One of the most problematic phrases in our culture’s grief vocabulary are the words, “You shouldn’t be … (fill in the blank with whatever makes them uncomfortable).” In general, our human nature is uneasy around sadness or any deep emotional pain that cannot be comforted. We fight to control or avoid grief in ourselves or others at all costs. We pick up this message subconsciously from the media, movies and even TV shows that don’t generally make time to illustrate grief but push on to the next shocking plot-twist or scandal and meticulously edit out the pain.
The worst though, is when we hear this message directly from someone who is seemingly caring for us but, very clearly, doesn’t know what they’re talking about. I’ve heard so many stories of family and friends, sometimes even strangers saying things like,
“You should be over this by now,”
“You should move on,”
“You should have another kid,”
“You should think about dating,”
“You should celebrate their life, not cry about it.”
What do these “shoulds” do to us? It seems to me that they take. And, sadly, they are trying take away from someone who has already had something special taken from them.
“Shoulds” are an attempt to take away permission to feel whatever emotions accompany your grief. Because our culture struggles to look pain in the face and enjoys believing that positive thinking can fix anything, it’s little surprise that others attempt to manage or fix our feelings with “shoulds”.
What is the first emotion you associate with grief? Perhaps you thought of sadness. Sadness is a profound emotion in grief but grief is a whole spectrum of emotions that seems to vary just as widely as the scope of human relationships. Some of the most prominent emotions in grief include (but are not limited to): sorrow, anger, guilt, fear and loneliness. We can feel all of these at the same time, one for a long time and others for a short time, or any combination imaginable. But the point is, none of us really know how grief is going to feel or go on feeling because it will probably be all over the board and, over time, it will change.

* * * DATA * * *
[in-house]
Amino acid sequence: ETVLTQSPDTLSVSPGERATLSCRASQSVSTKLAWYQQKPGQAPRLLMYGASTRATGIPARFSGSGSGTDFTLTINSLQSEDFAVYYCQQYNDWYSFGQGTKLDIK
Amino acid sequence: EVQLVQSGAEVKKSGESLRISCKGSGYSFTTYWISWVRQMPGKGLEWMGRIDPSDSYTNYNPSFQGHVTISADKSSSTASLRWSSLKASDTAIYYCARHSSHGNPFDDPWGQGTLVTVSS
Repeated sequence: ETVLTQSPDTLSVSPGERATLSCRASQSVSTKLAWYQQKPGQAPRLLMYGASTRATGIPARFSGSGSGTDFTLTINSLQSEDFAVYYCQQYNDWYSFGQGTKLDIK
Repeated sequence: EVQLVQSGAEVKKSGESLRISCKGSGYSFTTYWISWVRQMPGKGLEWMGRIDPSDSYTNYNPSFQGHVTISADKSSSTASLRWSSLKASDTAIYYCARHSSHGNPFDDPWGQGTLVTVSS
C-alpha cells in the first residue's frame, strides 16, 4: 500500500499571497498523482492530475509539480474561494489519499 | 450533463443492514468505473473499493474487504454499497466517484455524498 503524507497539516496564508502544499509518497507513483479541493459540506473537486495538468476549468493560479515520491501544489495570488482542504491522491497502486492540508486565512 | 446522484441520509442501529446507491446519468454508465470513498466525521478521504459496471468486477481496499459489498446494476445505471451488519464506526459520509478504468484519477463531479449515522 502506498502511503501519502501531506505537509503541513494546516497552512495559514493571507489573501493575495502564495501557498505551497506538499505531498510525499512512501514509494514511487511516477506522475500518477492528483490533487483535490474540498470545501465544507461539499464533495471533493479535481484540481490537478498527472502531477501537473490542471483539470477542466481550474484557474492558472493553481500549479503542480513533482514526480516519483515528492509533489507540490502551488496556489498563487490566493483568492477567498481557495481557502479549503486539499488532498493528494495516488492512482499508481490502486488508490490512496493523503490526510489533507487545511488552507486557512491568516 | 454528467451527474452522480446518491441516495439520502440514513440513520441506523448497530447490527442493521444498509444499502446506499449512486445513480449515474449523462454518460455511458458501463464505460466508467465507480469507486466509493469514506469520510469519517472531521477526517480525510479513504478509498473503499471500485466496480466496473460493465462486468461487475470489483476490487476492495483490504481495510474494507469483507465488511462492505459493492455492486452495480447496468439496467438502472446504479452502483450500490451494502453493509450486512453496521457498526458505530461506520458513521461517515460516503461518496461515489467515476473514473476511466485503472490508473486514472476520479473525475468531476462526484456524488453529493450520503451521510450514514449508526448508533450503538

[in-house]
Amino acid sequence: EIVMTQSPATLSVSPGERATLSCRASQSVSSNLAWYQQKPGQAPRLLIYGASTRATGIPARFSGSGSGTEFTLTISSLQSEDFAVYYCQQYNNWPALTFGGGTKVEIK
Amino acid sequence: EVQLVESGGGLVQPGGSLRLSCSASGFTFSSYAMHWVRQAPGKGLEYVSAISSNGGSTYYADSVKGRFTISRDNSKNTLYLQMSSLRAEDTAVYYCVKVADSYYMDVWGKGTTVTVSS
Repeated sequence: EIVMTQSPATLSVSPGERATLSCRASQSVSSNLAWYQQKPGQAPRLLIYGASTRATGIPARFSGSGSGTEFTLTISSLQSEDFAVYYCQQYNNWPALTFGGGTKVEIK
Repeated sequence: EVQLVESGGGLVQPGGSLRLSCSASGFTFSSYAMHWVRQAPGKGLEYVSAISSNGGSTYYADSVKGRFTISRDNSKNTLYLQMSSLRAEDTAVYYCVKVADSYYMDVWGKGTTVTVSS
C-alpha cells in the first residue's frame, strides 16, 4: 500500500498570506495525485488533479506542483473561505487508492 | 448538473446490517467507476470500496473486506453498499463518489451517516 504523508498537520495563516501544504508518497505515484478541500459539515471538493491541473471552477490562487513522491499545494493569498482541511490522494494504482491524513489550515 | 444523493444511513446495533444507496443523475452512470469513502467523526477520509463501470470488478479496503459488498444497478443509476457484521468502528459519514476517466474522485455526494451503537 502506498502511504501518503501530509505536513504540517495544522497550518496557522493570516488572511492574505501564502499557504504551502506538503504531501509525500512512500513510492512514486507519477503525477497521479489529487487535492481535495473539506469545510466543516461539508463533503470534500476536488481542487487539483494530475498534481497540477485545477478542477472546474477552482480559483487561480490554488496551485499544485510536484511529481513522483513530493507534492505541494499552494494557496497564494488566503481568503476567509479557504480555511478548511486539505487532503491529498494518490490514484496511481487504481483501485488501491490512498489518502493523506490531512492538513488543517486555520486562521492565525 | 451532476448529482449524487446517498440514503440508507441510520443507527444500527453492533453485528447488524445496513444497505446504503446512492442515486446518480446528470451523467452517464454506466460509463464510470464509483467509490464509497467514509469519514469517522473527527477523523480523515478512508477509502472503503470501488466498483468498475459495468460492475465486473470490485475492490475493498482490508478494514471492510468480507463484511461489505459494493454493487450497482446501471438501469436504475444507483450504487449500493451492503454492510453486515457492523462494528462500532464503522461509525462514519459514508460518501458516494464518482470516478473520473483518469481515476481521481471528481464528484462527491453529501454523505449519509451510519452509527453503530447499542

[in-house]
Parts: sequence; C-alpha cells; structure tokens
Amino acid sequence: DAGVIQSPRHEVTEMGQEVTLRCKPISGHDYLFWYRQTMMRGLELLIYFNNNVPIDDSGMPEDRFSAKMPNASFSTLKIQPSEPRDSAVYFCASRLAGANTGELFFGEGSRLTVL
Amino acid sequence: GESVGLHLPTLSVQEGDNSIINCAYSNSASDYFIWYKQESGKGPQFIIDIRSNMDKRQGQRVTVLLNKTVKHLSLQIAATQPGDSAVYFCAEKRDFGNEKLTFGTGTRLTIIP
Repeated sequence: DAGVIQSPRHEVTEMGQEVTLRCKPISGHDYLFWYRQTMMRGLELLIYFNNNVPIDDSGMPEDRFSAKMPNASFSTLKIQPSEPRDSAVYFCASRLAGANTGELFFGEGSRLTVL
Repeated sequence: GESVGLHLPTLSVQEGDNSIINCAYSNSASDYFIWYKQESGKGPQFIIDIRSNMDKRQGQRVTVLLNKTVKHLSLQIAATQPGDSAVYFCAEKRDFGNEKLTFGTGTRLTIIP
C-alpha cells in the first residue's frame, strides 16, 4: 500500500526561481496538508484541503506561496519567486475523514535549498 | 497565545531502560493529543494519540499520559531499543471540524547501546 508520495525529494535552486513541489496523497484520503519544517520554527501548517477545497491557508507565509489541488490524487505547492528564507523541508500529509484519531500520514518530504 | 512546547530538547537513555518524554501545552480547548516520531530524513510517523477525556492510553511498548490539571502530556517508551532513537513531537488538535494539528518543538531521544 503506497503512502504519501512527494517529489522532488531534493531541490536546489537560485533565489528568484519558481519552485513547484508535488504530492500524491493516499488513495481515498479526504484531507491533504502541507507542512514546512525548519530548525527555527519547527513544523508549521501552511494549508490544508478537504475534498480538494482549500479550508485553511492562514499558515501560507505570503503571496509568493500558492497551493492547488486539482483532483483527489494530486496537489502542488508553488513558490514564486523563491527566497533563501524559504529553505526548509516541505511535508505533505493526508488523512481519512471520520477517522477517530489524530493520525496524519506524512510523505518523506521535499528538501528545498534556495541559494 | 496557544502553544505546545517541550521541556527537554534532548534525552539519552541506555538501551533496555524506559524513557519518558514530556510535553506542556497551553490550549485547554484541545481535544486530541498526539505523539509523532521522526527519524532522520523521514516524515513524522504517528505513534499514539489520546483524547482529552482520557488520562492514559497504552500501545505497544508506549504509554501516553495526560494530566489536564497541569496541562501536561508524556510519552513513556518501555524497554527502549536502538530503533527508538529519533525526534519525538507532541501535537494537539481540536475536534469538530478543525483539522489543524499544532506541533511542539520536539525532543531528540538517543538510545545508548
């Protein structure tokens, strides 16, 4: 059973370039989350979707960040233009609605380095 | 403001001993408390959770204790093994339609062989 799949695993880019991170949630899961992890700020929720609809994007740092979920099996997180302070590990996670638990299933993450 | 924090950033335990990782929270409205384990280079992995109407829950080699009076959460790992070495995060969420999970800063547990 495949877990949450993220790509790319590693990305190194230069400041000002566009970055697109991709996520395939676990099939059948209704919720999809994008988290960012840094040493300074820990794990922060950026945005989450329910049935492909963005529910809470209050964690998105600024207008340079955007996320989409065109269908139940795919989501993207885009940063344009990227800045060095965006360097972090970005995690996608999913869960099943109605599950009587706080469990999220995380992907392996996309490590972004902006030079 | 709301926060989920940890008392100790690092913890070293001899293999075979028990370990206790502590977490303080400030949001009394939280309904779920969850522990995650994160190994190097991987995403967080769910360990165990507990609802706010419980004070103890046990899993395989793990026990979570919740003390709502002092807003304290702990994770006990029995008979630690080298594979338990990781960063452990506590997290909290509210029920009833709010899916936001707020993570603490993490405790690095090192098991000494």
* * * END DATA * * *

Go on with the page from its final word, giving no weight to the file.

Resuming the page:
Unfortunately, because our society doesn’t like or understand grief it is always trying to find ways to minimize the pain experience. This happens to such an extent that the bereaved can sometimes feel guilty for “still” being sad. With these pressures, it becomes very easy for the grieving person to begin believing that what they feel as a result of grief is wrong. I shouldn’t be feeling like this. And the internal struggle with “shoulds” begins.
I should be over it, back to normal …
I shouldn’t be crying anymore, missing them, feeling like this.
On Tuesday evening we held our Annual Candlelight Service of Remembrance. This year we honored 78 unique and wonderful people. We watch a photo tribute, have a reading of the names, a time of encouragement, and (perhaps most significantly) a time of acknowledgment of their pain.
The poem below is from our Remembrance Service and is a beautiful example of what acknowledgment looks like.
This poem was read as five candles were lit at our Candlelight Service:
We light One for our Grief,
One for our Courage,
One for our Memories,
One for our Love.
and One for our Hope.
This candle represents our Grief
The Pain of losing you is intense. It reminds us of the depth of our love for you.
This candle represents our Courage
To confront our sorrow, to comfort each other, and to change our lives.
This candle is in your Memory
The times we laughed the times we cried, the silly things you did, and the caring and joy you gave to us.
This candle is the light of Love
As we enter this holiday season, day-by-day we cherish the special place in our hearts that will always be reserved for you. We thank you for the gift your loving brought to us.
And this candle is the light of Hope
It reminds us of love and memories of you that are ours forever. May the glow of the flame be our source of hopefulness now and forever.
We will always love you.